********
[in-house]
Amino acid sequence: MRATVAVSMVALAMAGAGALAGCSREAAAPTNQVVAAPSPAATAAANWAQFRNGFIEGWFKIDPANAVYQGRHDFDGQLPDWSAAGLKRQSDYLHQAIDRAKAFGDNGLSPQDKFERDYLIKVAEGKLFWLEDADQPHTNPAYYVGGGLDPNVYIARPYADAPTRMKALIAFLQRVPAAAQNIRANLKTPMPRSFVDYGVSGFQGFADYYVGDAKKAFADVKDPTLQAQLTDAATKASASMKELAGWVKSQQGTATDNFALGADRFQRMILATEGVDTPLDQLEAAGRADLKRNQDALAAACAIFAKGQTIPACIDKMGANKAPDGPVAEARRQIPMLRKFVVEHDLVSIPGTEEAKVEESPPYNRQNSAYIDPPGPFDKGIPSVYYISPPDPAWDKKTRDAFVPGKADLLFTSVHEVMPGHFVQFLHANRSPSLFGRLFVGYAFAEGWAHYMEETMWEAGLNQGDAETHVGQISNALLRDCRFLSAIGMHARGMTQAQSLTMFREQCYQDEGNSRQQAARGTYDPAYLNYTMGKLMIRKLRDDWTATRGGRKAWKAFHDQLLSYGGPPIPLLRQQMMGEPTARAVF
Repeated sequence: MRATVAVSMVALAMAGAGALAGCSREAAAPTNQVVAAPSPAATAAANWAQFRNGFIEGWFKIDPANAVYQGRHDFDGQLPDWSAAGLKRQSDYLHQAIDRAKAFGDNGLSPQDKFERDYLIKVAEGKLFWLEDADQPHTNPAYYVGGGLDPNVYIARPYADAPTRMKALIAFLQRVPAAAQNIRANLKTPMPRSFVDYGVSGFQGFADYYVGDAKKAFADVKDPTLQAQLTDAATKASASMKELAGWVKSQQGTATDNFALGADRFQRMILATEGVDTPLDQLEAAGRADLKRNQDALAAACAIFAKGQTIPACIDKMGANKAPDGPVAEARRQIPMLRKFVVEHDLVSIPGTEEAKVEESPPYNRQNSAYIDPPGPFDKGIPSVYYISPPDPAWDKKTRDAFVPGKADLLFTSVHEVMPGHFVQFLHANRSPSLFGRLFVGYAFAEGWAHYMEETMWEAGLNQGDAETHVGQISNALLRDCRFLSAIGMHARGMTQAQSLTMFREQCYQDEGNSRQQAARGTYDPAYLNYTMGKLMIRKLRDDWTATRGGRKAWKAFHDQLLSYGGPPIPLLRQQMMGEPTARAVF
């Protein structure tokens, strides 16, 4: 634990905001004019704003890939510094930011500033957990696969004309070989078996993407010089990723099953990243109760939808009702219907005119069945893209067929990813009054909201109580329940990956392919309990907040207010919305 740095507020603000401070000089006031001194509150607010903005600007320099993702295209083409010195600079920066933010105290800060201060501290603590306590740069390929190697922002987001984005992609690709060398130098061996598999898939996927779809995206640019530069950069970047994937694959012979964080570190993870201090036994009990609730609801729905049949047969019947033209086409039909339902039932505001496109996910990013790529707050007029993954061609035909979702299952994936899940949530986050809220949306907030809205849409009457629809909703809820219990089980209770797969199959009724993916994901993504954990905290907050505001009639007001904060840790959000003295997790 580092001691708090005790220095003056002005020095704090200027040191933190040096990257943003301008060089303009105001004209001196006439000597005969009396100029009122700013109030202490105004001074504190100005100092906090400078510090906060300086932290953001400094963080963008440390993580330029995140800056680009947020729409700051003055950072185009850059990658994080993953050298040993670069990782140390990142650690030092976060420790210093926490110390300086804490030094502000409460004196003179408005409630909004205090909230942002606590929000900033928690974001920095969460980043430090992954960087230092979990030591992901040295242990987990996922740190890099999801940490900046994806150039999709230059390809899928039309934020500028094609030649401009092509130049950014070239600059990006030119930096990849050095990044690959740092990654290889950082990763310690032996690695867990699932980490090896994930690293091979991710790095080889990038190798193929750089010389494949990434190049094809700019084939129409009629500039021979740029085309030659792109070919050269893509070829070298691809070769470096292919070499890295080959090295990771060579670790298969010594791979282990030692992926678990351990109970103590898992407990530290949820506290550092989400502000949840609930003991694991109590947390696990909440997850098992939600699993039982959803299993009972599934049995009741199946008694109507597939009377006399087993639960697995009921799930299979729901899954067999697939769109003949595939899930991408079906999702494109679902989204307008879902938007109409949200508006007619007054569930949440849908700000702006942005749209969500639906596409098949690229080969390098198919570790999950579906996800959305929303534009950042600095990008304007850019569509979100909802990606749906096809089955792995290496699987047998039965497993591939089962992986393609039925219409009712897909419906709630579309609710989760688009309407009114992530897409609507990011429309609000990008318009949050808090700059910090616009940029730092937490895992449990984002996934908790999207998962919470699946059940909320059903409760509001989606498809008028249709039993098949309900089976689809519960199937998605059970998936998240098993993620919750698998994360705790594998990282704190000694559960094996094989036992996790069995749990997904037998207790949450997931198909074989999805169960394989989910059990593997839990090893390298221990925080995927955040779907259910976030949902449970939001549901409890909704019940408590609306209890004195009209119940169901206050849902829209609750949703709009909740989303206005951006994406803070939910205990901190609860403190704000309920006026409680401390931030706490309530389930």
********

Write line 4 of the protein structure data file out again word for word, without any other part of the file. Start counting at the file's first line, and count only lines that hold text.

């Protein structure tokens, strides 16, 4: 634990905001004019704003890939510094930011500033957990696969004309070989078996993407010089990723099953990243109760939808009702219907005119069945893209067929990813009054909201109580329940990956392919309990907040207010919305 740095507020603000401070000089006031001194509150607010903005600007320099993702295209083409010195600079920066933010105290800060201060501290603590306590740069390929190697922002987001984005992609690709060398130098061996598999898939996927779809995206640019530069950069970047994937694959012979964080570190993870201090036994009990609730609801729905049949047969019947033209086409039909339902039932505001496109996910990013790529707050007029993954061609035909979702299952994936899940949530986050809220949306907030809205849409009457629809909703809820219990089980209770797969199959009724993916994901993504954990905290907050505001009639007001904060840790959000003295997790 580092001691708090005790220095003056002005020095704090200027040191933190040096990257943003301008060089303009105001004209001196006439000597005969009396100029009122700013109030202490105004001074504190100005100092906090400078510090906060300086932290953001400094963080963008440390993580330029995140800056680009947020729409700051003055950072185009850059990658994080993953050298040993670069990782140390990142650690030092976060420790210093926490110390300086804490030094502000409460004196003179408005409630909004205090909230942002606590929000900033928690974001920095969460980043430090992954960087230092979990030591992901040295242990987990996922740190890099999801940490900046994806150039999709230059390809899928039309934020500028094609030649401009092509130049950014070239600059990006030119930096990849050095990044690959740092990654290889950082990763310690032996690695867990699932980490090896994930690293091979991710790095080889990038190798193929750089010389494949990434190049094809700019084939129409009629500039021979740029085309030659792109070919050269893509070829070298691809070769470096292919070499890295080959090295990771060579670790298969010594791979282990030692992926678990351990109970103590898992407990530290949820506290550092989400502000949840609930003991694991109590947390696990909440997850098992939600699993039982959803299993009972599934049995009741199946008694109507597939009377006399087993639960697995009921799930299979729901899954067999697939769109003949595939899930991408079906999702494109679902989204307008879902938007109409949200508006007619007054569930949440849908700000702006942005749209969500639906596409098949690229080969390098198919570790999950579906996800959305929303534009950042600095990008304007850019569509979100909802990606749906096809089955792995290496699987047998039965497993591939089962992986393609039925219409009712897909419906709630579309609710989760688009309407009114992530897409609507990011429309609000990008318009949050808090700059910090616009940029730092937490895992449990984002996934908790999207998962919470699946059940909320059903409760509001989606498809008028249709039993098949309900089976689809519960199937998605059970998936998240098993993620919750698998994360705790594998990282704190000694559960094996094989036992996790069995749990997904037998207790949450997931198909074989999805169960394989989910059990593997839990090893390298221990925080995927955040779907259910976030949902449970939001549901409890909704019940408590609306209890004195009209119940169901206050849902829209609750949703709009909740989303206005951006994406803070939910205990901190609860403190704000309920006026409680401390931030706490309530389930």